HMRC has made £1.8m in refunds to nearly 5,000 taxpayers as a result of cancelling ‘failure to notify’ penalties in high income child benefit charge (HICBC) cases, on the grounds they had a reasonable excuse.
The raft of cases related to higher rate taxpayers who had not informed the tax authority that they would opt out of child benefits as they earned over £50,000 after complicated changes to child benefit payments introduced by former Chancellor George Osborne from 2013.
The lack of awareness about the complexities of HICBC was also highlighted in the latest research into the rollout of the changes to child benefit with criticisms about the poor communications from HMRC and the tone of penalty demands.
Last year HMRC was forced to review thousands of cases where a ‘failure to notify’ penalty was issued for the tax years 2013/14, 2014/15, and 2015/16, to taxpayers who had not registered for the HICBC. It also reassessed its interpretation of what constituted a ‘reasonable excuse’.
It looked at 35,000 cases and cancelled the penalties of over 6,000 taxpayers who had a reasonable excuse for not notifying their liability for those tax years with parents receiving an average refund of £370.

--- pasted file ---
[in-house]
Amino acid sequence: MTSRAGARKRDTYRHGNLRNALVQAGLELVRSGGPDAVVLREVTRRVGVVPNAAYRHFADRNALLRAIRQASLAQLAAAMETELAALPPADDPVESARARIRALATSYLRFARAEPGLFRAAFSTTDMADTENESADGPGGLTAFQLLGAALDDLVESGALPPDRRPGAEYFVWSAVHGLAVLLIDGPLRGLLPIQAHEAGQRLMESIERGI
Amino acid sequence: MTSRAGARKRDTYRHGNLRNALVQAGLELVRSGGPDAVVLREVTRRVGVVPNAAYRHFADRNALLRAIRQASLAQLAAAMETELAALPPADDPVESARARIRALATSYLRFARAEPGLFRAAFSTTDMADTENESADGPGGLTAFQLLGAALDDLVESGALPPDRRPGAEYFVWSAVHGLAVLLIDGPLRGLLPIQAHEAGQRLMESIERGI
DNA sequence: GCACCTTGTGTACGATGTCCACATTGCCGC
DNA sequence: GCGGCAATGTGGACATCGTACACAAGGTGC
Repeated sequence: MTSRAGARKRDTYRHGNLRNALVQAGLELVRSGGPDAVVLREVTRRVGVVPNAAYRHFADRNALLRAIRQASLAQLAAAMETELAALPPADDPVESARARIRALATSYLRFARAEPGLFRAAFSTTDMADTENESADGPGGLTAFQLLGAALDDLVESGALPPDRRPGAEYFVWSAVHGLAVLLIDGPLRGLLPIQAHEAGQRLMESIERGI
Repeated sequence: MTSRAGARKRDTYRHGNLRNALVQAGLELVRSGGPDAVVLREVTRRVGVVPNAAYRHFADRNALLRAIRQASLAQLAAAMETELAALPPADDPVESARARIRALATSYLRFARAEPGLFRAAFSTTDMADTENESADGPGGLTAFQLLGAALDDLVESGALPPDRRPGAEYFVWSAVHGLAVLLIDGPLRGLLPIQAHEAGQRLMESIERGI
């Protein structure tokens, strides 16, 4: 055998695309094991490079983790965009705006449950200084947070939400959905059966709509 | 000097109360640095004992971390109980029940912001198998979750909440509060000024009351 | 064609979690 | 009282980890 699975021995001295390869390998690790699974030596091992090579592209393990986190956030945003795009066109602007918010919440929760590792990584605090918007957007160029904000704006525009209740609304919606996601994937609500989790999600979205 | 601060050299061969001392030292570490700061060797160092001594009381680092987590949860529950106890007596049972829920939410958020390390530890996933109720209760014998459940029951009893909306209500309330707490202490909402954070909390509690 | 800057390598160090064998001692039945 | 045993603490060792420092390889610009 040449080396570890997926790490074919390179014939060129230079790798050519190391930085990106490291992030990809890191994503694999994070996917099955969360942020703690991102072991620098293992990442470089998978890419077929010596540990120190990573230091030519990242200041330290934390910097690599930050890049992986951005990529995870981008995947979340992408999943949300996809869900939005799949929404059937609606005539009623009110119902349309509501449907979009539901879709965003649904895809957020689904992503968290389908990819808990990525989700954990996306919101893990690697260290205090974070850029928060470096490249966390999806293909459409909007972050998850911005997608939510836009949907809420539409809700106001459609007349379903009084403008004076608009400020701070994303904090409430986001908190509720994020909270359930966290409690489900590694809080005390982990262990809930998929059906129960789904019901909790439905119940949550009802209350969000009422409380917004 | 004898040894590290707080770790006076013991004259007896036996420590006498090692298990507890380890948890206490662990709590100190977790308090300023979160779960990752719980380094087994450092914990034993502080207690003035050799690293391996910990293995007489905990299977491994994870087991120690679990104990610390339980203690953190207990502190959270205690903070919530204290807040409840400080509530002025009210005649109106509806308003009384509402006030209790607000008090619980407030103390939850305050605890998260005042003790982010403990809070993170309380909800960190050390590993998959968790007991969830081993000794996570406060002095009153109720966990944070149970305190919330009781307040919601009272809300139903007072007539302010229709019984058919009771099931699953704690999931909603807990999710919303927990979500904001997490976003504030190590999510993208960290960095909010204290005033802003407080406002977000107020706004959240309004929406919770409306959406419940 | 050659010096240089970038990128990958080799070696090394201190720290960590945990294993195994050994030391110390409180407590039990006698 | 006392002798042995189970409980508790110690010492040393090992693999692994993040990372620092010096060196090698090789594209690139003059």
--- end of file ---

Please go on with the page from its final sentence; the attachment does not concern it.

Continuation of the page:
Refunds have been sent to families that claimed child benefit before HICBC was introduced, and where one partner’s income subsequently increased to over £50,000, and to families where the liability to HICBC arose in the 2013/14, 2014/15, or 2015/16 tax years as a result of the formation of a new partnership.
In total, £1.8m of refunds were made in 4,885 cases. Payments have already gone out and HMRC says there is no need for taxpayers to contact them. Despite the record refunds, it is not clear that the fundamental problem has been resolved as the system is still complicated and awareness levels are low.